I suppose, the last thing that happens in his "productive" day, is... as he's lying on his bed, cup of soda that he's not supposed to have upstairs in his hand, remote control safely close by (in case of a disastrous, television emergency!) and music so loud our neighbors in remote California can hear it (by the way... we live on the east coast!), he- eventually- falls asleep. Lucky me!


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    • profile image


      4 years ago

      Teachers hate it when parents text and call during the school day. There are rules against it. Whenever teenagers are told to get off the phone they say, "My mom doesn't understand and will freak out if I don't text/call her back!"

    • profile image


      6 years ago

      Watsup all day long

    • profile image


      6 years ago

      To the most respectful author,

      I am an older teen (17 years of age), and I am most distressed with the attitude displayed by many of my peers. They are the most inconsiderate and unimaginative dregs that may be classified as human beings. I must, however, stress that not all teens act in such an incorrigible manner. My friends and I, though we too are "plagued" by the so called problems of today's world, strive to communicate with our revered elders with the maximum amount of respect. I would like to note that most of the "teen angst" present in society is artificially created by excessive concern for teen's needs by the parents. In my family's home of Germany, the idea of a "teen" simply does not exist, and the young adults are expected to act in accordance with their namesake. I simply think adults should stop pandering to the little whelps and bring our world to the more enlightened state we had achieved several centuries ago.

    • audreana71 profile imageAUTHOR


      6 years ago from WV


      I agree with the things you say. As a parent of a teenager (with teenage friends), I know quite well how much has changed since I was in school. Everything you mention (the problems, roadblocks, attitudes, etc.) is absolutely true. Teens have a lot to deal with these days. I'm the type of parent, though, that... as soon as my child walks through the front door, I'm asking, "How was your day? Did anything exciting happen?" It's true, too, that... one day, they might bite your head off for asking, and the next day they may want to talk about things. That's where we, as parents, need to be in tune with our teens, and their personalities, so we have a pretty good idea when to back off and when to keep talking. My article, actually, was meant more for moms who are going through the struggles of raising a teen... a more humorous article, I guess you could say;) We all go through things in our lives we wish we didn't have to, and sometimes it does help to make light of the situation (unless it's something very serious, then I wouldn't do that). Thanks, Lizzy, for your feedback! I really do appreciate it... especially coming from a teen!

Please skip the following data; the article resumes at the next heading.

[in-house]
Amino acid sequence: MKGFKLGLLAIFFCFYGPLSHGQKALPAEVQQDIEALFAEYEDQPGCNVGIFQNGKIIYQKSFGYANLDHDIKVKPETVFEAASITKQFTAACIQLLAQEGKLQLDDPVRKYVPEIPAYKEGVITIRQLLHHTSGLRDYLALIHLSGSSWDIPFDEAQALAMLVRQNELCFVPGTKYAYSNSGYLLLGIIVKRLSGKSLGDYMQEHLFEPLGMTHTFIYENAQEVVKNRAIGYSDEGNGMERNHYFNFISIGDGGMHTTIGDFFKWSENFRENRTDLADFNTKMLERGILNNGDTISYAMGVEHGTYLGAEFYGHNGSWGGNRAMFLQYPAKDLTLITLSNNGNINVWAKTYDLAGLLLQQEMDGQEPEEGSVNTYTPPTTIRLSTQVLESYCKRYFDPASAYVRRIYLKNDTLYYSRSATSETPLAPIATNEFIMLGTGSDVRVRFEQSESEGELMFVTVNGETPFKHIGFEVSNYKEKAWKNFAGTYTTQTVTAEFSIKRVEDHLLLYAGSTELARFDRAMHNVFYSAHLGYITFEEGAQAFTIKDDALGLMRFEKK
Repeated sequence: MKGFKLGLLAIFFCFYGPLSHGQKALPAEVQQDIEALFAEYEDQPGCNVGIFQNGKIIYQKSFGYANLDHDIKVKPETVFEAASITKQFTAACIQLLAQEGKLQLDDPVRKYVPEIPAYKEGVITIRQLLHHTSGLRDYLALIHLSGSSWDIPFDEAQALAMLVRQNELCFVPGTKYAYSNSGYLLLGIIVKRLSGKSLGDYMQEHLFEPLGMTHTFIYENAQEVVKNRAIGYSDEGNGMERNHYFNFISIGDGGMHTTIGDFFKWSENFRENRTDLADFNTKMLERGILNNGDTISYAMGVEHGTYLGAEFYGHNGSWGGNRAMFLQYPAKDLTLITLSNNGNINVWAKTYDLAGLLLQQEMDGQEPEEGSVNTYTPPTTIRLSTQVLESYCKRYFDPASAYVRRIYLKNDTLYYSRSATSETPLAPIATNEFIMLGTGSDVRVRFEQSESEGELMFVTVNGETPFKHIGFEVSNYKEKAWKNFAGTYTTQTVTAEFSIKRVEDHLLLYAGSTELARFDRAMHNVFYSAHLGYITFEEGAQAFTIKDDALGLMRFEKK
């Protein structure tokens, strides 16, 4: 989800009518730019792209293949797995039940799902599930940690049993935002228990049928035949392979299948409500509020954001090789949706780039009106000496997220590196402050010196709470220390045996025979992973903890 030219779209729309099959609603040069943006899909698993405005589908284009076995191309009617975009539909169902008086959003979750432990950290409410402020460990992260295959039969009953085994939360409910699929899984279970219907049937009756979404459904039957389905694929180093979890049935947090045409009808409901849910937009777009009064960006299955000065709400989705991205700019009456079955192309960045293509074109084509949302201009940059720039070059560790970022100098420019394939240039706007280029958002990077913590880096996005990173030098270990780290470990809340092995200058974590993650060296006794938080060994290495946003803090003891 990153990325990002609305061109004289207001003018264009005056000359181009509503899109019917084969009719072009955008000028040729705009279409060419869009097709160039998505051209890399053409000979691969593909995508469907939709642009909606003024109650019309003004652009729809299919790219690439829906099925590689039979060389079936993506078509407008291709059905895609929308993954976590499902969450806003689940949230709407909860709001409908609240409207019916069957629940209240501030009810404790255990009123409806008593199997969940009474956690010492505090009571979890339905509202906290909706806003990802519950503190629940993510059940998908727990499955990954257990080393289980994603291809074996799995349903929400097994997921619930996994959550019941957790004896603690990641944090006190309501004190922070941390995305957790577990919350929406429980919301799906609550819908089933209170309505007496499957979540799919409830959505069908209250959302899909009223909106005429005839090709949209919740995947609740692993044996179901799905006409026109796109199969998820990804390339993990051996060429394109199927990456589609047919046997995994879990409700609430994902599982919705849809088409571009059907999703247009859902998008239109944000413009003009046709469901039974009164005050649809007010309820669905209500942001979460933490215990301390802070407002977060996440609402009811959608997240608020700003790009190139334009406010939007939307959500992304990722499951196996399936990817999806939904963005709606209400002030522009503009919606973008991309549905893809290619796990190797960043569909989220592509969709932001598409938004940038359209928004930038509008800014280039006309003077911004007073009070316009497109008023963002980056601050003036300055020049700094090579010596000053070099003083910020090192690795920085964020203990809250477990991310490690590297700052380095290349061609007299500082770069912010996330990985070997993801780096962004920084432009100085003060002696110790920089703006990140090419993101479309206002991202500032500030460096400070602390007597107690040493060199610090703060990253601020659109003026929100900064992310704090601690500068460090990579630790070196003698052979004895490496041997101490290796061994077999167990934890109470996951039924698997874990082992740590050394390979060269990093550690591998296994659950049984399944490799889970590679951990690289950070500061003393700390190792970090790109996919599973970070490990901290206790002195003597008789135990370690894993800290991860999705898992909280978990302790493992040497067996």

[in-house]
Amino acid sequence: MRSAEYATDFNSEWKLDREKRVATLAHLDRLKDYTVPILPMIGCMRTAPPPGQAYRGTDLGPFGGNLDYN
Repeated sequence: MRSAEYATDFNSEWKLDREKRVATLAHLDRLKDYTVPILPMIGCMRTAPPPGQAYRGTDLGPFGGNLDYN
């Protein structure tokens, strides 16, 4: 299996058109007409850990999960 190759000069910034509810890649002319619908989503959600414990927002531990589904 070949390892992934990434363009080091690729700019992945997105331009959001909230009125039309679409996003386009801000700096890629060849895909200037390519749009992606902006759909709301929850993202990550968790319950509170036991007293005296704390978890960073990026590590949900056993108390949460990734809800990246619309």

• profile image


      6 years ago

      That may be how you see it, but remember that story you thought of telling about yourself as a teen? Was it really that simple? And being a teenager gets harder and harder. Today it is much harder being a teenager than twenty years ago. There's more drama in school, more people trying to fight, more friends getting pregnant at a young age, more people thinking they are in love, or even being in love. More heart breaks, and disappointment, and with today's technology, more ways to be disappointed. It's hard being a teenager, and honestly we ARE moody. Maybe one day you ask about our day and we don't want to talk about it because it was horrible. Then, maybe the next day was the single most amazing day ever (so far) and you don't ask us about our day, because you think you're just going to get another moody, grunted reply (Our Fault- True.) And we automatically assume its because you don't care. It's hard. By the way, I'm not trying to be rude, just giving you a little insight into the life of today's teenagers. :)